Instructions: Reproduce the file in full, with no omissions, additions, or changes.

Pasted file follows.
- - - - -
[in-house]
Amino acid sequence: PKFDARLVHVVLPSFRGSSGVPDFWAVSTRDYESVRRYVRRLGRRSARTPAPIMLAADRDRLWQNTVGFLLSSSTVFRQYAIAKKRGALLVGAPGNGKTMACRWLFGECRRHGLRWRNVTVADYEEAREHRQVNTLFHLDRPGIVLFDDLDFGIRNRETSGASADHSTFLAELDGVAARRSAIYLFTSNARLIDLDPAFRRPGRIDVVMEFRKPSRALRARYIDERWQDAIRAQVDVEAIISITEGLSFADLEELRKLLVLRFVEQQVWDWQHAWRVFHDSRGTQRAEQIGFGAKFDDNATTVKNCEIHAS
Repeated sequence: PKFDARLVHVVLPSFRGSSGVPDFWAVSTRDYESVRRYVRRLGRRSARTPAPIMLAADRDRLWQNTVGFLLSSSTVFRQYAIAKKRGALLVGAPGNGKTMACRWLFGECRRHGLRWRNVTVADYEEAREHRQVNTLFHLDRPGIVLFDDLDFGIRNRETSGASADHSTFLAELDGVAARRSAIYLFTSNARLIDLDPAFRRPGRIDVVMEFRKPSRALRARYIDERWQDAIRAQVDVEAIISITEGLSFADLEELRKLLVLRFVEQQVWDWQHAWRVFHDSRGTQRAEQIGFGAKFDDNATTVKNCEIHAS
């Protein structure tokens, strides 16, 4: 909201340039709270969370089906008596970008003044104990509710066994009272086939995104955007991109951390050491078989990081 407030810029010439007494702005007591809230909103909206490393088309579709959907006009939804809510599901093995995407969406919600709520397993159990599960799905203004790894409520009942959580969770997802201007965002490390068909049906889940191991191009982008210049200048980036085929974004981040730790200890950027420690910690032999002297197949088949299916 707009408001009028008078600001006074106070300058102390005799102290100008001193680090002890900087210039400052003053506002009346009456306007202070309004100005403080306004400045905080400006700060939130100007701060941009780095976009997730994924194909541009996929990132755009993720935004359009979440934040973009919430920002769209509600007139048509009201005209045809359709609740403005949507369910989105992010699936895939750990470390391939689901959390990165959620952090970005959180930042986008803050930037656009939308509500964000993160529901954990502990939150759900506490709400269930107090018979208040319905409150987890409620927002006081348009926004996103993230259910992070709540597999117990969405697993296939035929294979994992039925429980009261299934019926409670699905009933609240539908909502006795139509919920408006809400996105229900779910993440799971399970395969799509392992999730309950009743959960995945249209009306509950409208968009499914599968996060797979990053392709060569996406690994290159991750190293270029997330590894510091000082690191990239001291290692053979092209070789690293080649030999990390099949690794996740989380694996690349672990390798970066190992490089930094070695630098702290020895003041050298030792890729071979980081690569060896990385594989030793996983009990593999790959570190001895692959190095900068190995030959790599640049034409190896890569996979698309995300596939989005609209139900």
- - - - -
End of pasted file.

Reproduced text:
[in-house]
Amino acid sequence: PKFDARLVHVVLPSFRGSSGVPDFWAVSTRDYESVRRYVRRLGRRSARTPAPIMLAADRDRLWQNTVGFLLSSSTVFRQYAIAKKRGALLVGAPGNGKTMACRWLFGECRRHGLRWRNVTVADYEEAREHRQVNTLFHLDRPGIVLFDDLDFGIRNRETSGASADHSTFLAELDGVAARRSAIYLFTSNARLIDLDPAFRRPGRIDVVMEFRKPSRALRARYIDERWQDAIRAQVDVEAIISITEGLSFADLEELRKLLVLRFVEQQVWDWQHAWRVFHDSRGTQRAEQIGFGAKFDDNATTVKNCEIHAS
Repeated sequence: PKFDARLVHVVLPSFRGSSGVPDFWAVSTRDYESVRRYVRRLGRRSARTPAPIMLAADRDRLWQNTVGFLLSSSTVFRQYAIAKKRGALLVGAPGNGKTMACRWLFGECRRHGLRWRNVTVADYEEAREHRQVNTLFHLDRPGIVLFDDLDFGIRNRETSGASADHSTFLAELDGVAARRSAIYLFTSNARLIDLDPAFRRPGRIDVVMEFRKPSRALRARYIDERWQDAIRAQVDVEAIISITEGLSFADLEELRKLLVLRFVEQQVWDWQHAWRVFHDSRGTQRAEQIGFGAKFDDNATTVKNCEIHAS
């Protein structure tokens, strides 16, 4: 909201340039709270969370089906008596970008003044104990509710066994009272086939995104955007991109951390050491078989990081 407030810029010439007494702005007591809230909103909206490393088309579709959907006009939804809510599901093995995407969406919600709520397993159990599960799905203004790894409520009942959580969770997802201007965002490390068909049906889940191991191009982008210049200048980036085929974004981040730790200890950027420690910690032999002297197949088949299916 707009408001009028008078600001006074106070300058102390005799102290100008001193680090002890900087210039400052003053506002009346009456306007202070309004100005403080306004400045905080400006700060939130100007701060941009780095976009997730994924194909541009996929990132755009993720935004359009979440934040973009919430920002769209509600007139048509009201005209045809359709609740403005949507369910989105992010699936895939750990470390391939689901959390990165959620952090970005959180930042986008803050930037656009939308509500964000993160529901954990502990939150759900506490709400269930107090018979208040319905409150987890409620927002006081348009926004996103993230259910992070709540597999117990969405697993296939035929294979994992039925429980009261299934019926409670699905009933609240539908909502006795139509919920408006809400996105229900779910993440799971399970395969799509392992999730309950009743959960995945249209009306509950409208968009499914599968996060797979990053392709060569996406690994290159991750190293270029997330590894510091000082690191990239001291290692053979092209070789690293080649030999990390099949690794996740989380694996690349672990390798970066190992490089930094070695630098702290020895003041050298030792890729071979980081690569060896990385594989030793996983009990593999790959570190001895692959190095900068190995030959790599640049034409190896890569996979698309995300596939989005609209139900």